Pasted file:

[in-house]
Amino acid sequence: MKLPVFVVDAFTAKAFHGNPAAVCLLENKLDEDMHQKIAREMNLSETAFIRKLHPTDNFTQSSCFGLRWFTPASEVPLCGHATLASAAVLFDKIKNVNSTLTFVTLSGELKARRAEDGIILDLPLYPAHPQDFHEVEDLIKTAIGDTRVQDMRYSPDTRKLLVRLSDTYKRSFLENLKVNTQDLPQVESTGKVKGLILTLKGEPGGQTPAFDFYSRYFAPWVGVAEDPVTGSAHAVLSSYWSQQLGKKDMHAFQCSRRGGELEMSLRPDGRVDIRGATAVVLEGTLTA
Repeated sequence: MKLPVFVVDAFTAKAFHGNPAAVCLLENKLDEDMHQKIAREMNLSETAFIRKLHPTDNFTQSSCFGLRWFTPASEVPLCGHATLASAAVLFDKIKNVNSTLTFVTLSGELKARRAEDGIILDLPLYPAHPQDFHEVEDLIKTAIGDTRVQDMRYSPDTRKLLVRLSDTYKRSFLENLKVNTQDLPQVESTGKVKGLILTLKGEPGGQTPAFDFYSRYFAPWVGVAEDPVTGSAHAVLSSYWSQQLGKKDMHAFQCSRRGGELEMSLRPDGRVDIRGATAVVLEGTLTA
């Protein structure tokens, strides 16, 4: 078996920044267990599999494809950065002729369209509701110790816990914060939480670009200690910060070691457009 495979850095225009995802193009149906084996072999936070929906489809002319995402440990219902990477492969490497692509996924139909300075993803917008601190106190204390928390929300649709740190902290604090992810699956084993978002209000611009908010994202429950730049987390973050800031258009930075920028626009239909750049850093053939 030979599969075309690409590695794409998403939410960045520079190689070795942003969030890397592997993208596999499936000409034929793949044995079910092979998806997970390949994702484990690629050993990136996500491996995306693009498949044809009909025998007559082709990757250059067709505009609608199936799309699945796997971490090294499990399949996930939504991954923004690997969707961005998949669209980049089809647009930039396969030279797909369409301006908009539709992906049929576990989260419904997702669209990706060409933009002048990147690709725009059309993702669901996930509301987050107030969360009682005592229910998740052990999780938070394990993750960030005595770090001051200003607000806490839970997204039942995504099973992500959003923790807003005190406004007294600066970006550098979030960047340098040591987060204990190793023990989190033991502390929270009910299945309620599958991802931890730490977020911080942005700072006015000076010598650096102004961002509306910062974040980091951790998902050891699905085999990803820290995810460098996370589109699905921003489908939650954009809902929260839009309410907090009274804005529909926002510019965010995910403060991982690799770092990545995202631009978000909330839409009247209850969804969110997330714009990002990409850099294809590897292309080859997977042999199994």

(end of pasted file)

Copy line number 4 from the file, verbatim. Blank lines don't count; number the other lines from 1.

């Protein structure tokens, strides 16, 4: 078996920044267990599999494809950065002729369209509701110790816990914060939480670009200690910060070691457009 495979850095225009995802193009149906084996072999936070929906489809002319995402440990219902990477492969490497692509996924139909300075993803917008601190106190204390928390929300649709740190902290604090992810699956084993978002209000611009908010994202429950730049987390973050800031258009930075920028626009239909750049850093053939 030979599969075309690409590695794409998403939410960045520079190689070795942003969030890397592997993208596999499936000409034929793949044995079910092979998806997970390949994702484990690629050993990136996500491996995306693009498949044809009909025998007559082709990757250059067709505009609608199936799309699945796997971490090294499990399949996930939504991954923004690997969707961005998949669209980049089809647009930039396969030279797909369409301006908009539709992906049929576990989260419904997702669209990706060409933009002048990147690709725009059309993702669901996930509301987050107030969360009682005592229910998740052990999780938070394990993750960030005595770090001051200003607000806490839970997204039942995504099973992500959003923790807003005190406004007294600066970006550098979030960047340098040591987060204990190793023990989190033991502390929270009910299945309620599958991802931890730490977020911080942005700072006015000076010598650096102004961002509306910062974040980091951790998902050891699905085999990803820290995810460098996370589109699905921003489908939650954009809902929260839009309410907090009274804005529909926002510019965010995910403060991982690799770092990545995202631009978000909330839409009247209850969804969110997330714009990002990409850099294809590897292309080859997977042999199994």